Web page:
Principal Steven Kane of Bowie High School doesn't believe the overcrowding at Bowie is significant enough to merit a new school. Last spring he shared his experience as a principal in another school district which opened a new high school. Instead of having 2 thriving schools as was the plan, the impact  basically capped the energy and opportunities at both schools. In his view, opening a new school without making sure the attendance is great enough to support both the new and the existing school is a concern.

While Bowie High School and Akins High School, the two farthest south Austin schools, are both over capacity, the next closest high schools in south Austin, Crockett and Travis, are under-enrolled. If you took the student population in South Austin and divided it between all 4 schools, there wouldn't be a problem with overcrowding. 

Austin Independent School District's enrollment has declined since 2013. Although the population continues to grow, enrollment in charter schools and area suburbs is absorbing some of the students we'd normally associate with the city's population increase.

Now it's true that we can't just wave a magic wand and equalize the population across the attendance
STEM areas. But there are some potential solutions that could be effective and far quicker and cheaper to implement than a new high school.

1. Place a special program at Travis or Crockett High School. Putting a LASA or STEM program at one of the underenrolled south high schools would have several benefits. Students who currently transfer into a more crowded one Bowie or Akins may decide to stay in their home school due to the special program. Students who currently attend Bowie or Akins might opt to transfer into the school which houses the special program. And it would equalize AISD's program offerings geographically, since the current magnet programs are all housed at schools north of the river.

2. Boundary changes. Nobody wants to talk about them publicly because they are so political. Entire neighborhoods can be rezoned to attend schools other than the ones they anticipated. Since property values are so closely tied to the school attendance zones in Austin, changing boundaries can have a serious financial impact as well. Still, it is a potential solution that merits consideration in the absence of any other plan.

3. Make small, but meaningful improvements at Bowie and Akins. The 2013 bond contained propositions that would have, among other things, enabled a major remodel of the fine arts building at Bowie. According to Principal Kane, a large percentage of Bowie's student populations takes at least 1 fine arts class. Reconfiguring the layout of the building would have freed up portables that are currently used for drama classrooms for other purposes, effectively extending the capacity and reducing the impact of the high enrollment numbers. The large sum of money currently set aside to buy land could go a long way to increase capacity at Bowie and Akins.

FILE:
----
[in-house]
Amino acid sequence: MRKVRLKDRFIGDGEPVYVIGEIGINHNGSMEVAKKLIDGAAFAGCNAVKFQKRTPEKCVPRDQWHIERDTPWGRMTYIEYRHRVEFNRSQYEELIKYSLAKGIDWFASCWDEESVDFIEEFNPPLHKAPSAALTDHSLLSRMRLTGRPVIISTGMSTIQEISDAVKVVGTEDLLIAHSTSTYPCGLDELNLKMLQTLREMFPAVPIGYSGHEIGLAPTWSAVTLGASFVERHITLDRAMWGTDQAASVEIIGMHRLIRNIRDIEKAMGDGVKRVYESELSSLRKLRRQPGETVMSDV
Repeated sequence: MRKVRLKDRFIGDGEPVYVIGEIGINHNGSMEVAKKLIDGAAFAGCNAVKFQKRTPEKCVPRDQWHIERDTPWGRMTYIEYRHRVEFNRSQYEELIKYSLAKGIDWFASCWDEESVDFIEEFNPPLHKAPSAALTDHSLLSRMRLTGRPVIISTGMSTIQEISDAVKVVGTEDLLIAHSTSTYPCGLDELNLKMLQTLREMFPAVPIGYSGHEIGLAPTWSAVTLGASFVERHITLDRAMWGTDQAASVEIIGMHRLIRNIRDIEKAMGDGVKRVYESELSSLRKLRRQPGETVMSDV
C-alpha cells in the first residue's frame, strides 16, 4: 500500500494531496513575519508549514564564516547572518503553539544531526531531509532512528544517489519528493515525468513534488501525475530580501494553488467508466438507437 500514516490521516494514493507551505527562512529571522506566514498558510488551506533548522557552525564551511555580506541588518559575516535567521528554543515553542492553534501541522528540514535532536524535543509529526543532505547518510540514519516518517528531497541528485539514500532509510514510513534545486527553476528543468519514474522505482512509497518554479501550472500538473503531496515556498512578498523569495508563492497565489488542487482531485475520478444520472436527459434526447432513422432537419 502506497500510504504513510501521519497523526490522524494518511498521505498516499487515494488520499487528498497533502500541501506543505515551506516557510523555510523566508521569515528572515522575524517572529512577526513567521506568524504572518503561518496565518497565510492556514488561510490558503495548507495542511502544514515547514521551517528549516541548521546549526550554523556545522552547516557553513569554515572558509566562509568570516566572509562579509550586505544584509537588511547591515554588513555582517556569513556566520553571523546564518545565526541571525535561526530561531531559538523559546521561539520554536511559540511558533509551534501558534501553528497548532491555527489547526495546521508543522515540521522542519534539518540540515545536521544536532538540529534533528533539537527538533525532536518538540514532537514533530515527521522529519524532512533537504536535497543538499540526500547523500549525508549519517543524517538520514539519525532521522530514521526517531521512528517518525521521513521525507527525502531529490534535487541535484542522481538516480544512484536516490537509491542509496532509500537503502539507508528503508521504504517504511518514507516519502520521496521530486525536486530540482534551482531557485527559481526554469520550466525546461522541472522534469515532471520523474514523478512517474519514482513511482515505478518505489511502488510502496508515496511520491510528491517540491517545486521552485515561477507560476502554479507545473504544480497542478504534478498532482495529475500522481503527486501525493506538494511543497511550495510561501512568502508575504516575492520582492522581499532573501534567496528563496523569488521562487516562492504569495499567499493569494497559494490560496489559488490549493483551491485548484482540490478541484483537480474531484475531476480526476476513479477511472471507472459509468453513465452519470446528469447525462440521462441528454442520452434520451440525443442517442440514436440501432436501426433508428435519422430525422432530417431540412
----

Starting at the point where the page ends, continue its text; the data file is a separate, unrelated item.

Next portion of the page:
4. Get stricter with transfers. According to the numbers published by AISD on 10/6/14, 503 students transferred into Bowie High School. This is 17% of the total student population of a school that is - coincidentally - 17% over the facilities' maximum capacity. There are many reasons for a student to transfer from one school to another, and I am certain it would be problematic for the district to refuse all requests. But limiting the number of transfers could be a solution that is relatively quick and inexpensive to implement. Unfortunately, though, this same idea wouldn’t help Akins because that school has many students who transfer out. Limiting the ability to transfer from Akins would result in making it 140% over capacity. The complete AISD attendance report can be found on AISD Trustee Kendall Pace's website.


A former teacher, Theresa Bastian is passionate about public education. Together with her husband, Rodney, she owns Keep Austin Weird Homes, a real estate brokerage that focuses on building business and personal relationships with honesty and integrity. Together, they are raising a blended family of 5 great kids and 1 poorly behaved dog.








Jan. 16, 2015

New South Austin High School - Where Is It?

New South Austin High School - Where Is It?

It’s a hot topic for South Austin, and it has been for years. Bowie High School in Southwest Austin is over capacity. Akins High School in Southeast Austin is over capacity. We see more and more new homes and apartment buildings being built in the neighborhoods that track to each school every year. Many of the middle schools that feed to these schools are also at or over capacity. Surely something has to be done to accommodate the students who are making their way through the system to these schools.

South high school Austin

A little history: Voters approved a bond in 2008 which included $38 million for the purchase of land for a new high school in south Austin. It wasn’t until the 2013 bond proposal, which included money for building-related planning, was brought to voters that many people realized the land had not yet been bought. Frustrated at what is perceived as a costly delay given the huge increases in real estate prices since 2008, voters did not approve the 2013 bond.